In 1790, the Constitution enshrined in American law the principle that an author of a work may reap the fruits of his or her intellectual creativity for a limited amount of time. Copyright protects through law original works of authorship including literary, dramatic, musical, architectural, cartographic, choreographic, pantomimic, pictorial, graphic, sculptural, and audiovisual creations. Today, copyright provides to an author the exclusive right to reproduce and distribute his or her work. The also provides, in the case of certain works, a right to publicly perform or display the work; in the case of sound recordings, to perform the work publicly by means of a digital audio transmission. The author may also grant to others a license to engage in these activities. The author, however, may not bar anyone from using an idea, procedure, process, slogan, principle, or discovery.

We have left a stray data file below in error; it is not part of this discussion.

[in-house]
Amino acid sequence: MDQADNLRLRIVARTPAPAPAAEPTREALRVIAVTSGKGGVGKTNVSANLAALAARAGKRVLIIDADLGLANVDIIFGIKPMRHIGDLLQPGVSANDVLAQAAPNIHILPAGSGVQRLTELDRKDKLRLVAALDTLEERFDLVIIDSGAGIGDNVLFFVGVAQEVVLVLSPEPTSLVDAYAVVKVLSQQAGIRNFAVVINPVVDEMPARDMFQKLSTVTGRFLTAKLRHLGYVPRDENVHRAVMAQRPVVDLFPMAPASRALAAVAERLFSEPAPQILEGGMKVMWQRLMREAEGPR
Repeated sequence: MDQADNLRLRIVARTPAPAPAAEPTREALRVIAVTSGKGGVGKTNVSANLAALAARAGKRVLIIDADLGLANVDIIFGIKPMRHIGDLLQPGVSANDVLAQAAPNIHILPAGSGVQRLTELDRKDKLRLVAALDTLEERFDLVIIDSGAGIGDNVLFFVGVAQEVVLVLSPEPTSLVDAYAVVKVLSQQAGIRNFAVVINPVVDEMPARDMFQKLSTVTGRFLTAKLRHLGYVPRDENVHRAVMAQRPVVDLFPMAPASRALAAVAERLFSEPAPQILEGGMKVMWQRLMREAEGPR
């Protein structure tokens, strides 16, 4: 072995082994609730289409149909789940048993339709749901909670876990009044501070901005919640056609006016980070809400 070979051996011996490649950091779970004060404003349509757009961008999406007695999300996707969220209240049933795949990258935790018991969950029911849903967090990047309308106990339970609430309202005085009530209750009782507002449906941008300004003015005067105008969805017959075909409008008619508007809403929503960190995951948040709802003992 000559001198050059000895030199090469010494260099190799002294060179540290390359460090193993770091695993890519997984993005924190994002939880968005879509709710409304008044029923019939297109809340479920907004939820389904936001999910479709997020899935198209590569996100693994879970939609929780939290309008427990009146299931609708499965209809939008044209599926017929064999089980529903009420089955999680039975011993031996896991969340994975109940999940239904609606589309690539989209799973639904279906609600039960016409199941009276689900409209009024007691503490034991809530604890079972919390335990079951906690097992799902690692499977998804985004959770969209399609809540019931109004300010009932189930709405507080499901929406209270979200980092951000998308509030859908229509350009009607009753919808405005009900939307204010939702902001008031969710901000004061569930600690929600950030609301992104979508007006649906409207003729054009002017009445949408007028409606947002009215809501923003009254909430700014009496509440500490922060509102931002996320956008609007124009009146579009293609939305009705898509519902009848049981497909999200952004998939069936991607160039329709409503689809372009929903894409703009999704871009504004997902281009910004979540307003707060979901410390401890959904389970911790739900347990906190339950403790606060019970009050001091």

Copyright law in the United States has changed often since the Constitution granted Congress the power to provide protection to authors’ creative works. Click on the link below to learn more about major moments in copyright.
For detailed information click on the tabs provided at the top of the page.
In many cases, you can eliminate the need for permission or fee by simply giving your students a link to the work instead of making copies of it.
Click here for detailed information on Creating Persistent Links to full text content.